We reviewed the frequency of valproate-induced thrombocytopenia in children with epilepsy in our institution. Sixty-four (21%) of 306 children taking valproate developed thrombocytopenia. Thirty-two of these 64 patients had at least one platelet count lower than 100 × 103/mm3. Eight patients developed signs of bleeding. Low platelet levels were typically noted in patients with serum valproate levels of over 140 μg/mL, and reduction of the medication dose usually resulted in a prompt increase in the number of platelets. Only one patient developed thrombocytopenia unrelated to high serum drug levels, and her platelet count did not improve until the drug was discontinued. Neither the age of the patient nor the use of additional antiepileptic medication correlated with the platelet count. However, duration of valproate use was related. These data suggest that, although valproate may cause thrombocytopenia via more than one mechanism, by far the most common factor is the presence of high valproate levels. Thus, the medication can be safely lowered in most patients with thrombocytopenia rather than discontinued altogether. Platelet counts should probably be monitored more carefully in patients known to have higher drug levels. (J Child Neurol 1994;9:311-314).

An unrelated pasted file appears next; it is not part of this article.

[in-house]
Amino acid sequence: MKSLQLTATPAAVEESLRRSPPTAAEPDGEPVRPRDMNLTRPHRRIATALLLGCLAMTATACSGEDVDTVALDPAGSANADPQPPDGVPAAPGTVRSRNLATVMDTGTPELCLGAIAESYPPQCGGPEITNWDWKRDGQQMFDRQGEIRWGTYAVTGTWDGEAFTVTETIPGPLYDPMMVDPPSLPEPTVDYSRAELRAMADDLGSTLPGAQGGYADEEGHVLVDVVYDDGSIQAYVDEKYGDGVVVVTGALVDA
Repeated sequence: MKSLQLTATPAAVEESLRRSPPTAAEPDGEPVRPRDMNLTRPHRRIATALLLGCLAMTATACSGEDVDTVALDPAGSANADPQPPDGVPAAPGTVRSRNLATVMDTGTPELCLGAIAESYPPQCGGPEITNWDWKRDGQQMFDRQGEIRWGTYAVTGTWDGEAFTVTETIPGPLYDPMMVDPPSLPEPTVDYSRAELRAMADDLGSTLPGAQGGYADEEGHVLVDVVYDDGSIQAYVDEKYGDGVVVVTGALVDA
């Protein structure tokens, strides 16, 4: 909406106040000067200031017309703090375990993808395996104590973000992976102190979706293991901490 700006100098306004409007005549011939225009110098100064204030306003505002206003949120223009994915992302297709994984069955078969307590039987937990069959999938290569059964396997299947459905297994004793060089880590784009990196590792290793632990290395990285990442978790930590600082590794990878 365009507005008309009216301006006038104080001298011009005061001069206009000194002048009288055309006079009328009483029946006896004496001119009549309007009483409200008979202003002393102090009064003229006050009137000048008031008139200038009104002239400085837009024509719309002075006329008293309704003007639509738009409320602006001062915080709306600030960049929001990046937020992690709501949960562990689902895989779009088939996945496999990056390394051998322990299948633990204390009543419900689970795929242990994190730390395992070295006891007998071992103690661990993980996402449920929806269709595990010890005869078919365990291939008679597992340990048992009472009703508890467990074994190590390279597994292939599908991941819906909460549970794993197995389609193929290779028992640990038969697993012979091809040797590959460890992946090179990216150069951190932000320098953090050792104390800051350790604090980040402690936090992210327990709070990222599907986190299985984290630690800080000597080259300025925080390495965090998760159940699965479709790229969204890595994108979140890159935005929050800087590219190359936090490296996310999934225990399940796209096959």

ASJC Scopus subject areas
- Pediatrics, Perinatology, and Child Health
- Clinical Neurology